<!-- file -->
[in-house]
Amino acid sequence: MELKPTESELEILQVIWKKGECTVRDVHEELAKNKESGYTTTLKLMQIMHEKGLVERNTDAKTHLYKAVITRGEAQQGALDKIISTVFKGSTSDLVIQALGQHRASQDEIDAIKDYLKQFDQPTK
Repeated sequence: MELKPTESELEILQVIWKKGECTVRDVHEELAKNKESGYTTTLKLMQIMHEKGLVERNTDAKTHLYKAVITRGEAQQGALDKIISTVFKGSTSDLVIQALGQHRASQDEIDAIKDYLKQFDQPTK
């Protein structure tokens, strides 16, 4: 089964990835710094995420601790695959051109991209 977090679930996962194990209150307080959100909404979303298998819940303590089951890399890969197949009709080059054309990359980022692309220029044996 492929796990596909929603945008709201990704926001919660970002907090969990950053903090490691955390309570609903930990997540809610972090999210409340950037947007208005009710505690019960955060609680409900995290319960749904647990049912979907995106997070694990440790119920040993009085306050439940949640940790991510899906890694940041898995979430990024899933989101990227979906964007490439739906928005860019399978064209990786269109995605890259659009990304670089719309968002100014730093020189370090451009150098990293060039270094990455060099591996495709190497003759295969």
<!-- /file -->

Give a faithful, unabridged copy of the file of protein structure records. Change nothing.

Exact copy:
[in-house]
Amino acid sequence: MELKPTESELEILQVIWKKGECTVRDVHEELAKNKESGYTTTLKLMQIMHEKGLVERNTDAKTHLYKAVITRGEAQQGALDKIISTVFKGSTSDLVIQALGQHRASQDEIDAIKDYLKQFDQPTK
Repeated sequence: MELKPTESELEILQVIWKKGECTVRDVHEELAKNKESGYTTTLKLMQIMHEKGLVERNTDAKTHLYKAVITRGEAQQGALDKIISTVFKGSTSDLVIQALGQHRASQDEIDAIKDYLKQFDQPTK
């Protein structure tokens, strides 16, 4: 089964990835710094995420601790695959051109991209 977090679930996962194990209150307080959100909404979303298998819940303590089951890399890969197949009709080059054309990359980022692309220029044996 492929796990596909929603945008709201990704926001919660970002907090969990950053903090490691955390309570609903930990997540809610972090999210409340950037947007208005009710505690019960955060609680409900995290319960749904647990049912979907995106997070694990440790119920040993009085306050439940949640940790991510899906890694940041898995979430990024899933989101990227979906964007490439739906928005860019399978064209990786269109995605890259659009990304670089719309968002100014730093020189370090451009150098990293060039270094990455060099591996495709190497003759295969």